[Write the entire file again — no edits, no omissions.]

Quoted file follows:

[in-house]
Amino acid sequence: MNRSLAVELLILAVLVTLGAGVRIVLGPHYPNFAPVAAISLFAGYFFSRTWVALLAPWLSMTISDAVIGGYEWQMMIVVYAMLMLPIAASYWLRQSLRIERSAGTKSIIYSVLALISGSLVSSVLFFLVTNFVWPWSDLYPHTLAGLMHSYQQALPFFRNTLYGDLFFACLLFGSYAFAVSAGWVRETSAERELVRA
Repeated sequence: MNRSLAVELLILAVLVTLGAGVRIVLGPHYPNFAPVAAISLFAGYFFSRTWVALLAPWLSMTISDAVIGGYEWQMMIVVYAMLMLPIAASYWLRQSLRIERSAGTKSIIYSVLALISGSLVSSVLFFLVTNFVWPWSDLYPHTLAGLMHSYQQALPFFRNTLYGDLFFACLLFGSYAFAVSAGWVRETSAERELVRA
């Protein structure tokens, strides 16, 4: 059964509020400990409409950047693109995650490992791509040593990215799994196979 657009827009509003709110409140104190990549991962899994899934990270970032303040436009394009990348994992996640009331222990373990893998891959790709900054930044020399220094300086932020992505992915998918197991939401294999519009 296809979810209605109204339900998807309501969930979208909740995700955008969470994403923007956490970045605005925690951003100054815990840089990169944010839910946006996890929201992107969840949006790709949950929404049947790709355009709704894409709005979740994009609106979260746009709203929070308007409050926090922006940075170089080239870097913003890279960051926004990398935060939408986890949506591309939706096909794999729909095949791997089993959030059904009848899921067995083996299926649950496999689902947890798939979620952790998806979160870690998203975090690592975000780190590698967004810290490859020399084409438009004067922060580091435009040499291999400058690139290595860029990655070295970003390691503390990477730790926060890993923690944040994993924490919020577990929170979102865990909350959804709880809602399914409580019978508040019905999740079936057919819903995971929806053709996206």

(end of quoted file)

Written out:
[in-house]
Amino acid sequence: MNRSLAVELLILAVLVTLGAGVRIVLGPHYPNFAPVAAISLFAGYFFSRTWVALLAPWLSMTISDAVIGGYEWQMMIVVYAMLMLPIAASYWLRQSLRIERSAGTKSIIYSVLALISGSLVSSVLFFLVTNFVWPWSDLYPHTLAGLMHSYQQALPFFRNTLYGDLFFACLLFGSYAFAVSAGWVRETSAERELVRA
Repeated sequence: MNRSLAVELLILAVLVTLGAGVRIVLGPHYPNFAPVAAISLFAGYFFSRTWVALLAPWLSMTISDAVIGGYEWQMMIVVYAMLMLPIAASYWLRQSLRIERSAGTKSIIYSVLALISGSLVSSVLFFLVTNFVWPWSDLYPHTLAGLMHSYQQALPFFRNTLYGDLFFACLLFGSYAFAVSAGWVRETSAERELVRA
């Protein structure tokens, strides 16, 4: 059964509020400990409409950047693109995650490992791509040593990215799994196979 657009827009509003709110409140104190990549991962899994899934990270970032303040436009394009990348994992996640009331222990373990893998891959790709900054930044020399220094300086932020992505992915998918197991939401294999519009 296809979810209605109204339900998807309501969930979208909740995700955008969470994403923007956490970045605005925690951003100054815990840089990169944010839910946006996890929201992107969840949006790709949950929404049947790709355009709704894409709005979740994009609106979260746009709203929070308007409050926090922006940075170089080239870097913003890279960051926004990398935060939408986890949506591309939706096909794999729909095949791997089993959030059904009848899921067995083996299926649950496999689902947890798939979620952790998806979160870690998203975090690592975000780190590698967004810290490859020399084409438009004067922060580091435009040499291999400058690139290595860029990655070295970003390691503390990477730790926060890993923690944040994993924490919020577990929170979102865990909350959804709880809602399914409580019978508040019905999740079936057919819903995971929806053709996206």